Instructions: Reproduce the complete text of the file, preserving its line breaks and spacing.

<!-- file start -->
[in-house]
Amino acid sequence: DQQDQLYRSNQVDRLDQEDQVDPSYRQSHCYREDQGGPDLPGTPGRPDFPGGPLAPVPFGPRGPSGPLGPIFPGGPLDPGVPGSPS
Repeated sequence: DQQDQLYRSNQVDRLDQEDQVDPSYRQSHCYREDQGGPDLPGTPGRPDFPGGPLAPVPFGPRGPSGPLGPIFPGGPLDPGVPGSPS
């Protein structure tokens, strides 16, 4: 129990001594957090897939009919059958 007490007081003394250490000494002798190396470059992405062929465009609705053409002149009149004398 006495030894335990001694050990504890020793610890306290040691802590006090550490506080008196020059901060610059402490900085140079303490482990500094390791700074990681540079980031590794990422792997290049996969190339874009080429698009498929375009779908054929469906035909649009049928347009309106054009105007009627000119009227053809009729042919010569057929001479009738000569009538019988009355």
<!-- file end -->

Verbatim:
[in-house]
Amino acid sequence: DQQDQLYRSNQVDRLDQEDQVDPSYRQSHCYREDQGGPDLPGTPGRPDFPGGPLAPVPFGPRGPSGPLGPIFPGGPLDPGVPGSPS
Repeated sequence: DQQDQLYRSNQVDRLDQEDQVDPSYRQSHCYREDQGGPDLPGTPGRPDFPGGPLAPVPFGPRGPSGPLGPIFPGGPLDPGVPGSPS
């Protein structure tokens, strides 16, 4: 129990001594957090897939009919059958 007490007081003394250490000494002798190396470059992405062929465009609705053409002149009149004398 006495030894335990001694050990504890020793610890306290040691802590006090550490506080008196020059901060610059402490900085140079303490482990500094390791700074990681540079980031590794990422792997290049996969190339874009080429698009498929375009779908054929469906035909649009049928347009309106054009105007009627000119009227053809009729042919010569057929001479009738000569009538019988009355």